“Mack has bags of charm and an everyman quality that made this hour a pleasure to watch”

Lee Mack's Road to Soccer Aid

Lee Mack’s Road to Soccer Aid, ITV

“Mack has bags of charm and an everyman quality that made this hour a pleasure to watch.”
Anita Singh, The Telegraph

“There was nothing any decent human could actively dislike about Lee Mack’s Road to Soccer Aid, in which the comedian, who has always played very badly at the charity match, sought to improve his game before the next one. Yet as TV entertainment it was all too redolent of those bum-clenching bits of Bake Off ‘comedy’, which Noel Fielding and Matt Lucas deploy to ease the tension in the kitchen, only strung out for an hour.”
Ben Dowell, The Times

“Acting as a drumroll for Unicef’s Soccer Aid proper, Lee Mack’s Road to Soccer Aid involved the comedian trawling round famous people asking for their advice to improve his game, and getting cringey motivational voicemails from those such as Olivia Colman and Emma Bunton. There were moments of humour but mostly this was filler, a vehicle for segments from Unicef and for a few eager celebs to show their support. Mack was game but there’s only so much mileage you can get from watching a comedian half-heartedly going to the gym.”
Emily Baker, The i

Code 404, Sky Showcase/Comedy

“The jokes are schoolboy silly, and you will enjoy them if you’re the sort of person to laugh at Major making sweary prank calls to Carver from the other side of the office. I am that person. Code 404’s weakness is the plots, which seem to be the show’s lowest priority – it’s not a serious crime drama, so why put any serious thought into the crime bit? I couldn’t tell you what was happening in it, but it seemed like something you might find on CBBC. Still, the actors are having a laugh, and it’s infectious.”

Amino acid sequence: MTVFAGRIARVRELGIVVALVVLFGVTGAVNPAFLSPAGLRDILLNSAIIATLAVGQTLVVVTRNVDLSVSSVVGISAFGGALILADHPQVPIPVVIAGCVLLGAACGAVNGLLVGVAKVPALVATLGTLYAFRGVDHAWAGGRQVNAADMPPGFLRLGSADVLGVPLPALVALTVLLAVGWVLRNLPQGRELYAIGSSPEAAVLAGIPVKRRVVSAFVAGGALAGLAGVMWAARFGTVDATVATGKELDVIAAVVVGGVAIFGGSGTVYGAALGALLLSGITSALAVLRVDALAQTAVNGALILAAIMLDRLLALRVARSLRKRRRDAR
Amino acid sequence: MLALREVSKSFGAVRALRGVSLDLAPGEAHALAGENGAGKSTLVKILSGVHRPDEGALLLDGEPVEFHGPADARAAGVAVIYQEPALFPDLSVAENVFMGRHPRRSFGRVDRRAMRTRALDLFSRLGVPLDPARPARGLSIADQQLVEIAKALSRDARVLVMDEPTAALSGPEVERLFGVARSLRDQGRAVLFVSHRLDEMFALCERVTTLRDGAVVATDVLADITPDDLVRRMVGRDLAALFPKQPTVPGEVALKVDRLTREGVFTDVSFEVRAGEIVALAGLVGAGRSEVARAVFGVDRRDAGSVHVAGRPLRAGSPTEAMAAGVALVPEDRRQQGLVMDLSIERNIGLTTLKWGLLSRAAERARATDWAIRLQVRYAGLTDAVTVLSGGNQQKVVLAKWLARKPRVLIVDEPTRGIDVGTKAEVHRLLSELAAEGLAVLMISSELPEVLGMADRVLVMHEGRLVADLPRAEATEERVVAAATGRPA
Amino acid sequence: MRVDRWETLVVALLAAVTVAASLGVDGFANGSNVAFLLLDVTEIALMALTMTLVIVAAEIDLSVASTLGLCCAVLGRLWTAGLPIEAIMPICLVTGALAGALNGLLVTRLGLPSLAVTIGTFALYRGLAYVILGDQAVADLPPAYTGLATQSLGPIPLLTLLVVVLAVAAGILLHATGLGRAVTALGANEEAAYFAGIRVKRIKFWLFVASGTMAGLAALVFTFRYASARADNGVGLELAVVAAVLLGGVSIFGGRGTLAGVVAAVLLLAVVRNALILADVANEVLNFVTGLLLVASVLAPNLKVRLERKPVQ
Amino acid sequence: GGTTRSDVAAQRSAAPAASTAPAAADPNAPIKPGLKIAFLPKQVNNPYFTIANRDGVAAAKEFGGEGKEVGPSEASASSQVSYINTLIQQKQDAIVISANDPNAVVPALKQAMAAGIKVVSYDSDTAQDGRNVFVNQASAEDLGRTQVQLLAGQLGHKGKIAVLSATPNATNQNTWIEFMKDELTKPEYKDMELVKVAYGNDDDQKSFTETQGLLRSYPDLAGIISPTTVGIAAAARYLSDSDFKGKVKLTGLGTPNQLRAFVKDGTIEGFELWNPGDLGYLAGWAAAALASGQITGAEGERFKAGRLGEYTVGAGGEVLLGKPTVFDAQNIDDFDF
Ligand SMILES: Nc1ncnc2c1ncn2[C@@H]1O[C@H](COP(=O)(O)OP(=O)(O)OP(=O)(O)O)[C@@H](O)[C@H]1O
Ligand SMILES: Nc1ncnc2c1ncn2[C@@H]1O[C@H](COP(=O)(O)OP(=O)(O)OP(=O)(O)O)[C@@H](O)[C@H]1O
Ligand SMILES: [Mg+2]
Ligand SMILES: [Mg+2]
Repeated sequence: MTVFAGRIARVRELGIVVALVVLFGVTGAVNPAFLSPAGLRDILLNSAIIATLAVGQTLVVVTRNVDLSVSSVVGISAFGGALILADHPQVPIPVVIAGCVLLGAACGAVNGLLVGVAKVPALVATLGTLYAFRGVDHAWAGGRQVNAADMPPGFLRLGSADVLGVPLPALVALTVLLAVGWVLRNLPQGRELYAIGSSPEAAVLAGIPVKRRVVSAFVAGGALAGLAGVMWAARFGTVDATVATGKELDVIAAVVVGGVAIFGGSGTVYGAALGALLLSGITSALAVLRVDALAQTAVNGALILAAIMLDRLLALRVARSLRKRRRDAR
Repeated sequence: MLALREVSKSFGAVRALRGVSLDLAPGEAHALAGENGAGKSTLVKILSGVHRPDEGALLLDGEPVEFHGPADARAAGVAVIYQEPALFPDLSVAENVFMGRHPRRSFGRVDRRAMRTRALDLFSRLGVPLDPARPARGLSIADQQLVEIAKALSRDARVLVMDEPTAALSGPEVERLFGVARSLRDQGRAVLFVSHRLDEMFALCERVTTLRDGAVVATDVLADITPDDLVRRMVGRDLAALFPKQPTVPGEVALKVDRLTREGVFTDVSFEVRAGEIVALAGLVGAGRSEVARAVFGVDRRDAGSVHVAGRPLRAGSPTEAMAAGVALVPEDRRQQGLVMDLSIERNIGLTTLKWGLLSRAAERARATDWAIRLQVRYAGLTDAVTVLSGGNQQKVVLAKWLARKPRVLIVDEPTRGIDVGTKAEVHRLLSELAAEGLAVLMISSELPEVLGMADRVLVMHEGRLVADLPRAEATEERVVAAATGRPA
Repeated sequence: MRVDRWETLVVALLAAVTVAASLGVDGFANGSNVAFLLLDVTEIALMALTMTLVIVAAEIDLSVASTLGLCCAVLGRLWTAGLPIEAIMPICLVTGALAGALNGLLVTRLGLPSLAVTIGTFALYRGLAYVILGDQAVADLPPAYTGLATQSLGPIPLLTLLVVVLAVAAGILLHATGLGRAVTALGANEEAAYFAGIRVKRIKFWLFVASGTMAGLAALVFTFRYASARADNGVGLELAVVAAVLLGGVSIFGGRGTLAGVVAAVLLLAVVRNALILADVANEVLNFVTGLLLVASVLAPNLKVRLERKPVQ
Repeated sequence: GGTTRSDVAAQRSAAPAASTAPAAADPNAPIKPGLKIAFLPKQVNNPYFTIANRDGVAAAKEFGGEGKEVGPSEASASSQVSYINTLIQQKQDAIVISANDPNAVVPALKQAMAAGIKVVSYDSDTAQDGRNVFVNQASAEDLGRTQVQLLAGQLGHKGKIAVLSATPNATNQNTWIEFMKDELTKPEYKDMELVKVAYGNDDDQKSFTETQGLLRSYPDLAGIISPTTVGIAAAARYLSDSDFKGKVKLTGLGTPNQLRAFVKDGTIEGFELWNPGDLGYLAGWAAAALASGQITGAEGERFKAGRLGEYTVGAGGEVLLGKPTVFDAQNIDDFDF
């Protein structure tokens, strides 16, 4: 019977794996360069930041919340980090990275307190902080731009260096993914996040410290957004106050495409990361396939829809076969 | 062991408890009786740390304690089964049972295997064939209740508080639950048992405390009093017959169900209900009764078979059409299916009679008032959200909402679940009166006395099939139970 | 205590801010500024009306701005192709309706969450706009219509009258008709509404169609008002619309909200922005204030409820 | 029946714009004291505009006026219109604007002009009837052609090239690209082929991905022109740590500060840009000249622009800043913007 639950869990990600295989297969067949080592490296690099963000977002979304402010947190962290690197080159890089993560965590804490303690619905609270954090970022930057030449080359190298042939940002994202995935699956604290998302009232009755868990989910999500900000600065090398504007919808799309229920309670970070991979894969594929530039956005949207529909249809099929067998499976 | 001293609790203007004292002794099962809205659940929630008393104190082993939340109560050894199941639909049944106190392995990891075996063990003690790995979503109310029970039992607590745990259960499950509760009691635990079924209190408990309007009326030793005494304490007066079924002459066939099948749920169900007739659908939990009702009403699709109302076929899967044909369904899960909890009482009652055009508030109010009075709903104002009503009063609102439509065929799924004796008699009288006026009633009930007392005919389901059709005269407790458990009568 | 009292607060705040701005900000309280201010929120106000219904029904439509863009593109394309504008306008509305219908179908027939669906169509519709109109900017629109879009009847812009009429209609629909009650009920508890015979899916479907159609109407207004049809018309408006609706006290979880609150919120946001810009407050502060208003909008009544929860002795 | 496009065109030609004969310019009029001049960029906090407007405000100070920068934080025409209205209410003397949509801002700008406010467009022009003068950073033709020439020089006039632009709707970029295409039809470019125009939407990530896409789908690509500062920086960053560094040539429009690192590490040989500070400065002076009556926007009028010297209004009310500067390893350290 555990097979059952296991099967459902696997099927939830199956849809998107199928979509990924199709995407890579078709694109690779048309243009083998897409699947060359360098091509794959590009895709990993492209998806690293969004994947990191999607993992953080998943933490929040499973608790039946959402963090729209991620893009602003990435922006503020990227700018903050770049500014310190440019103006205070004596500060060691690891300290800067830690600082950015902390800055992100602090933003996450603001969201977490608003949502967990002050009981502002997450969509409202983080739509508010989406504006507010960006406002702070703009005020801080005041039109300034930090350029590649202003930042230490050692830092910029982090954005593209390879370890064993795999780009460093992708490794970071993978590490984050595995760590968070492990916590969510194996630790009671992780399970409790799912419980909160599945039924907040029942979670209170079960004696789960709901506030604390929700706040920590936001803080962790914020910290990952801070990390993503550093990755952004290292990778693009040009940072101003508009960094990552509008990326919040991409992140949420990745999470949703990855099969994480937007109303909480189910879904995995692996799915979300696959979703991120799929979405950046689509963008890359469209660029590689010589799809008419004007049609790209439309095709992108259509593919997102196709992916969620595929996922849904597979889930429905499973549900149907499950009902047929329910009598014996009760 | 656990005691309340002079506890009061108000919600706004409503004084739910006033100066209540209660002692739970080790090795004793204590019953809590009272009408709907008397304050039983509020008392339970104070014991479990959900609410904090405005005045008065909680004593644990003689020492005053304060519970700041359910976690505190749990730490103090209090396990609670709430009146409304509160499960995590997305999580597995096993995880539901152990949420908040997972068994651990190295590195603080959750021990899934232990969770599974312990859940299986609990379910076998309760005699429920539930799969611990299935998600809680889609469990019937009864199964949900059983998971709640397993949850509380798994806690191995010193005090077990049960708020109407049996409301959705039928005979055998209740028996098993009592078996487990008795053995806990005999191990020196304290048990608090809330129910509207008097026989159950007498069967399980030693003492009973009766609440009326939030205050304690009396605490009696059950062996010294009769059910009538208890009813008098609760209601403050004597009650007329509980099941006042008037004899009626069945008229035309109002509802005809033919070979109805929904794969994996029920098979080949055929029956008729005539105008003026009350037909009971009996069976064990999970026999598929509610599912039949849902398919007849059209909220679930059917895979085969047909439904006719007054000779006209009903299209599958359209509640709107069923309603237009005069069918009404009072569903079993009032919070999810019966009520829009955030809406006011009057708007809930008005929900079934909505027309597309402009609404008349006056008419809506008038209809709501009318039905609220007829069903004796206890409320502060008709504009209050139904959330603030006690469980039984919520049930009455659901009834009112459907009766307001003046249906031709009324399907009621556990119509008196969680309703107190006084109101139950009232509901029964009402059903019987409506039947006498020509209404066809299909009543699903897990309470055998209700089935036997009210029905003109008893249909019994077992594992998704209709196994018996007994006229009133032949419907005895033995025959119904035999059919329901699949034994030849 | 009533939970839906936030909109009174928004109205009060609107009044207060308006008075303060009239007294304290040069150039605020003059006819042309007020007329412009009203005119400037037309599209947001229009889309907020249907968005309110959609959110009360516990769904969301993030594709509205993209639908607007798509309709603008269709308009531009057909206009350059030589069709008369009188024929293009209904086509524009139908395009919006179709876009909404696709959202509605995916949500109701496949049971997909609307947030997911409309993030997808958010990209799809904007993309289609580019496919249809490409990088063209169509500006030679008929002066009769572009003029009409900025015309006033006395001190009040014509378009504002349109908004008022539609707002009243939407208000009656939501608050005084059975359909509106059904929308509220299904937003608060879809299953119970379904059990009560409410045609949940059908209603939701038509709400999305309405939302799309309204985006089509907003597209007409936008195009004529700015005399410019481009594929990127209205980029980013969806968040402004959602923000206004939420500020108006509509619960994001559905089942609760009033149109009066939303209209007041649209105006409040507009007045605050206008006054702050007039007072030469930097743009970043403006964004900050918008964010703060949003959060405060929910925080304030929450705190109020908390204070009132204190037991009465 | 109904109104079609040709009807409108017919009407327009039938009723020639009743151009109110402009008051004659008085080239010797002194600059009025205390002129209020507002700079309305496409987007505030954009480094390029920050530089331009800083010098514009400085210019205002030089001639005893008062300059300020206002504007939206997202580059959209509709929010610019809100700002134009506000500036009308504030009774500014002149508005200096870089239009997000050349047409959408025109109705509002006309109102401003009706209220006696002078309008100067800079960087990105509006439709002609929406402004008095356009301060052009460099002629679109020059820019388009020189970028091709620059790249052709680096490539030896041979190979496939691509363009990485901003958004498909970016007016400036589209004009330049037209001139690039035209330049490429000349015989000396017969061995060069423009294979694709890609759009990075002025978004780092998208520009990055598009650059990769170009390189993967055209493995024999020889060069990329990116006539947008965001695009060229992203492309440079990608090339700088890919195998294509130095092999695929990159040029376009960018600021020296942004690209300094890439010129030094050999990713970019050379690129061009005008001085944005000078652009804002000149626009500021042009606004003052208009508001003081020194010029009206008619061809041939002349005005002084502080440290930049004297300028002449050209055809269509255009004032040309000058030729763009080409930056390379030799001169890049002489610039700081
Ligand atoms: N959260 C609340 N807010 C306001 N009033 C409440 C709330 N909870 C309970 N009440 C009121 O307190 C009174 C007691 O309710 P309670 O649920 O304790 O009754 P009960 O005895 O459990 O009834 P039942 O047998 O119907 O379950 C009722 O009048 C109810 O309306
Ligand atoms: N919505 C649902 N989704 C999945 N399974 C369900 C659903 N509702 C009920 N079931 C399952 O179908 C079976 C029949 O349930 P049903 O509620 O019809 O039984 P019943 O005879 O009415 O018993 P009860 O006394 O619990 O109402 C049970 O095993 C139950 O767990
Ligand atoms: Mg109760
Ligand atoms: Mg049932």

Anita Singh, The Telegraph

Grand Designs, Channel 4

“As the programme entered its 22nd season on Tuesday night, presenter Kevin McCloud seemed genuinely flabbergasted by this latest building. And, I’ll admit, so was I. The house was single-storey yet, for some reason, incredibly tall, with everything operated by the kind of digital touchpads which inevitably break, leaving lights and heating on indefinitely. It was envisioned as a kind of ultra-long corridor with, as McCloud pointed out, the gym at the opposite end from the shower, and the bins initially nowhere near the kitchen. As great TV though, it did not disappoint.”
Emily Baker, The i

“Like a dodgy flatpack, the wooden beams swelled and didn’t fit together. The £15,000 windows stubbornly refused to go in, and as the work dragged on for four years, labour costs alone were up to 20 grand a week. This is what we long to see in Grand Designs. Though it masquerades as a celebration of the eccentric and the ambitious, it’s really comfort viewing for traditionalists who would sooner have a caravan than some mad modernist extravaganza.”
Christopher Stevens, Daily Mail